Jul 28, 2014

Palo Alto Receives 'D' Grade for Smoking Ordinances

American Lung Association graded all California cities on anti-smoking ordinances.

Palo Alto Receives 'D' Grade for Smoking Ordinances

The received a D grade for its ordinances on tobacco control, according to the American Lung Association’s State of Tobacco Control Report 2010.

This is the second year in a row that Palo Alto has scored an overall tobacco grade of two points out of a possible 12. In fact, two-thirds of all California cities received an F grade in the 2010 report.   

So, who got an A?

In Santa Clara, only the unincorporated areas of the county walked away unscathed. These unincorporated areas were graded together on the Tobacco Control reports and received straight A’s in the 2010 report.

That score was a marked improvement over 2009, when Santa Clara County’s unincorporated areas received an F in smoke-free outdoor air, a D grade in smoke-free housing and an "F" for reducing sales of tobacco products. Unincorporated areas of the county include communities such as Burbank, Richmond, Fruitdale, Stanford and Loyola.

“There was no way we could go into every city and sniff the air,” says Chen, so the report’s findings are strictly based on city and county municipal codes.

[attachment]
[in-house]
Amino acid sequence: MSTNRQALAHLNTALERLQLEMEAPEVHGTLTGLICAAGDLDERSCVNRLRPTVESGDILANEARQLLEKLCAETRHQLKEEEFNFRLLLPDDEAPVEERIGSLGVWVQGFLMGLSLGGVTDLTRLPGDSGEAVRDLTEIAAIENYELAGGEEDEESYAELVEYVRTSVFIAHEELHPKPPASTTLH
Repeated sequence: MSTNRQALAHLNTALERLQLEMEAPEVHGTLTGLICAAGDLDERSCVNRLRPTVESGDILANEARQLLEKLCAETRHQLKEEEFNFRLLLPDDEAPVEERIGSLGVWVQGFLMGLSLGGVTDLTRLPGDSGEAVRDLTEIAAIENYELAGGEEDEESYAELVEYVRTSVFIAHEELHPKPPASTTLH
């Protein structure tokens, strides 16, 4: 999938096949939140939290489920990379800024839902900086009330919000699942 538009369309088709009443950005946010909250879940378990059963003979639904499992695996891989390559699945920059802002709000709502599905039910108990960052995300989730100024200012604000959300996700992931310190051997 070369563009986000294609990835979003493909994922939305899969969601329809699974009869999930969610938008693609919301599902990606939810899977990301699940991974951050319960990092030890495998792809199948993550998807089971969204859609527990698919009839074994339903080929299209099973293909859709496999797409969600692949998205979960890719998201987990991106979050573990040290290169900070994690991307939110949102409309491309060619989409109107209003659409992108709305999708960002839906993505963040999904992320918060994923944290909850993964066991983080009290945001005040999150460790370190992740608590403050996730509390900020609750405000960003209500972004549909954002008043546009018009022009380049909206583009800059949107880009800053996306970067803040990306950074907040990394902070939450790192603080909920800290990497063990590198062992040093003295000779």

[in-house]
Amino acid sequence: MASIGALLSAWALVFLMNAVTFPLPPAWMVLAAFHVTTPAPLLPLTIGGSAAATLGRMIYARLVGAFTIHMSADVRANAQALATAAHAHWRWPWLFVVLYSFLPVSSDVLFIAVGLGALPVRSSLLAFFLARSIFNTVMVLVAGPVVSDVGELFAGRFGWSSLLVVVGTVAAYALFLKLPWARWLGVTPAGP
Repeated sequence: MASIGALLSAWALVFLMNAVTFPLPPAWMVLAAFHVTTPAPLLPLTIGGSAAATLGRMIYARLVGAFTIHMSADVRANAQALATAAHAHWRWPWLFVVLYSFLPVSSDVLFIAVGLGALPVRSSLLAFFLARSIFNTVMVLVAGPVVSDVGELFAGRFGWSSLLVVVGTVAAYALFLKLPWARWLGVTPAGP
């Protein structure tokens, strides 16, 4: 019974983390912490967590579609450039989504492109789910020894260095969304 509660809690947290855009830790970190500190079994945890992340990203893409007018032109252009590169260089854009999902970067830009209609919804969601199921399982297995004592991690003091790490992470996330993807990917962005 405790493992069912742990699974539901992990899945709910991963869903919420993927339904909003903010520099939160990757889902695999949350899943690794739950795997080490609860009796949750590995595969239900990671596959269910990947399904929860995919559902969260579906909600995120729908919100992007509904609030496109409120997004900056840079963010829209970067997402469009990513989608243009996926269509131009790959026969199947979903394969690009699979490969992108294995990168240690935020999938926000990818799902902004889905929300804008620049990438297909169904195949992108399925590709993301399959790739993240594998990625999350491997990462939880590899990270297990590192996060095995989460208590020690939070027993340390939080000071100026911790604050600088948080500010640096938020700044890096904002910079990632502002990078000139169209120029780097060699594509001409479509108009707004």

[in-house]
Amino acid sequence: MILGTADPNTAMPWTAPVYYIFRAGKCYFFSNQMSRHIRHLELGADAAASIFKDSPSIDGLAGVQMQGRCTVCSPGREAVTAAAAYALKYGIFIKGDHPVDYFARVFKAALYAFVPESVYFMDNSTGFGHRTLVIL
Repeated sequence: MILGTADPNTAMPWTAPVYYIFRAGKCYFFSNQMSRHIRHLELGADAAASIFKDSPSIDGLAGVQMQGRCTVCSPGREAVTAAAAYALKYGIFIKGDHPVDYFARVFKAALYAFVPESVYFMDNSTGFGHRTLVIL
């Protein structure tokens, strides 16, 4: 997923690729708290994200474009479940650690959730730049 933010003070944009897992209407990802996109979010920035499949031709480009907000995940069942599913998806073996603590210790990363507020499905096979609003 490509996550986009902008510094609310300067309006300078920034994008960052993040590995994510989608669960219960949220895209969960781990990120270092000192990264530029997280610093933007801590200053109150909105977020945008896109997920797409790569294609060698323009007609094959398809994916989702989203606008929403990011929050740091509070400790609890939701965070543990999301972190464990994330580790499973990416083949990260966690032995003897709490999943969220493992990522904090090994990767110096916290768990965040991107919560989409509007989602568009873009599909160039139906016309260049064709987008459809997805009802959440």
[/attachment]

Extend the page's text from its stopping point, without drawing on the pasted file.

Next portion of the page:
Three ordinances passed in late 2010 helped to boost the grade of Santa Clara County’s unincorporated areas. Under the multi-unit residences ordinance, smoking in duplexes, condo, townhouses and apartments is prohibited. Public smoking in areas like the Santa Clara County Fairgrounds, county parks and outdoor service lines was also banned. A Tobacco Retailer Permit Ordinance was passed in November 2010 and requires tobacco stores to renew a license annually.

The American Lung Association developed a grading system as a way to let people know the state of tobacco control where they live, explains Serena Chen, American Lung Association policy advocacy director for California. Chen also notes that these grades make it easier for cities to analyze where they might be lacking. 

In 2009-10, 38 California cities enacted tighter smoking policies as a result of the report.

10 percent of adults in Santa Clara County and nine percent of high school and middle school students are smokers. In addition, about 25 percent of smokers in middle school and 66 percent of high school smokers say that cigarettes are easy to get, according to a Santa Clara County 2010 Tobacco Use Fact Sheet.

Tobacco is still the No. 1 source of preventable disease and death in California, the ALA is quick to point out in defense of its rigorous grading system. Tobacco is known to cause cancer, heart disease, respiratory diseases and infant death. Approximately one in five deaths in the U.S. are attributed to smoking each year, the Centers for Disease Control and Prevention reported in 2008. An estimated 49,000 of these deaths are caused by secondhand smoke.